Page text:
The deadly “blackout struggle” on TikTok has reportedly been linked to the deaths of at least 20 children in the past 18 months.
The popular challenge on the social media platform encourages people to strangle themselves with household items until they become unconscious and film the adrenaline rush once they regain consciousness.
According to data compiled by At least 15 of the children who died while taking the challenge were 12 years old or younger. Bloomberg Business Week. Five of the victims were 13 or 14 years old.
The blackout challenge is a modern incarnation of the suffocating guts that has been around for years but has been made accessible to children via social media platforms. According to data from the U.S. Centers for Disease Control and Prevention, the “choking game” killed 82 young children when it first appeared in 2008.
TikTok and its parent company, ByteDance, have been sued by parents who claimed their children died as a result of the mortal challenge.
According to the report, in February 2021, a nine-year-old girl in Milwaukee, Wisconsin, allegedly choked to death after a metal dog collar was wrapped around her neck while trying to struggle to faint.
10-year-old Antonella Sicomero was found hanging from a towel rack in Palermo, Italy. His family said he died playing an “extreme game on Tiktok”.
Following his death, the Palermo prosecutor’s office opened an investigation, and Italy’s privacy watchdog ordered the video platform to remove users from the country that it could not verify were over 13 years old.
When a group from Trust and Safety reviewed every video clip she watched, they found that, like many kids her age, she claimed to be over 13 when she created a TikTok account.
As a relief for TikTok, the team found no evidence that the app’s algorithm recommended challenging Antonella.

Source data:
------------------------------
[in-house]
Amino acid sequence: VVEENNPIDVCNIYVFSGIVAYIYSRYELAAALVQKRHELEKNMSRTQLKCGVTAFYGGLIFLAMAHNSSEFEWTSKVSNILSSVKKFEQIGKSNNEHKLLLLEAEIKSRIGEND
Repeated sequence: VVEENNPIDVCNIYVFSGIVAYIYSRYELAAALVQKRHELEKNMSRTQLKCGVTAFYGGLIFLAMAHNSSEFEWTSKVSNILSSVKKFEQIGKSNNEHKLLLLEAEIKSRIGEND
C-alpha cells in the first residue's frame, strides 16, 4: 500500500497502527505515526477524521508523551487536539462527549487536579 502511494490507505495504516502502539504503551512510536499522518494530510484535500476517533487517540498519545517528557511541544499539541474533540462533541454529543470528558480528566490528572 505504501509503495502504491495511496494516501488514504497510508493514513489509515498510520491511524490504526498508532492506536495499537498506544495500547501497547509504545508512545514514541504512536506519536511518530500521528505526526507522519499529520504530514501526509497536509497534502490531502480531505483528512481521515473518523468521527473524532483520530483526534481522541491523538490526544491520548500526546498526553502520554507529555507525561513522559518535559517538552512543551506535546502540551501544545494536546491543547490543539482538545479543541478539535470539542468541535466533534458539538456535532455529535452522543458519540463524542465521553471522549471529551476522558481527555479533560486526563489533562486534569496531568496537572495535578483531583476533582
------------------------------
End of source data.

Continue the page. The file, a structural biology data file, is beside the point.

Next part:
Following Antonella’s death in 2021, TikTok agreed to reaffirm the ages of 12.5 million users in the country and deleted half a million accounts.
But the deaths continued.
In December 2021, 10-year-old Nylah Anderson died at her home in the suburb of Philadelphia after catching her breath with the strap of a handbag. Her mother found cell phone videos of her and her cousin playing the drowning game.
When reported to the police, an officer wrote in the incident report that his cousin said, “What they saw on Tiktok and YouTube was a stranglehold.”
“TikTok sent him a video encouraging him to put a bag on a coat hanger, put his head between the bag and the shoulder strap, and hang himself until he faints,” Nylah’s filed a lawsuit against the video platform, stating. The mother reported to Bloomberg, citing forensic analysis of the girl’s phone.
“The company knew without question that the problem of fatal blackouts was spreading through its apps, and that its algorithms were particularly feeding the problem of fainting children, including the deceased,” the complaint states.
However, lawsuits in the US to impeach TikTok and ByteDance failed as courts ruled that the company had immunity under the Communications Ethics Act, which prevents technology platforms from being held liable for content posted on their sites.
A recent survey by the Advertising Standards Authority (ASA) revealed that more than 1.6 million children’s social media accounts were mistakenly registered based on their adult age.
About 93 percent of 11-17 year olds say they have accounts on Facebook, Instagram, Snapchat, TikTok, Twitch, Twitter or YouTube, while 24 percent misreport their age when doing so.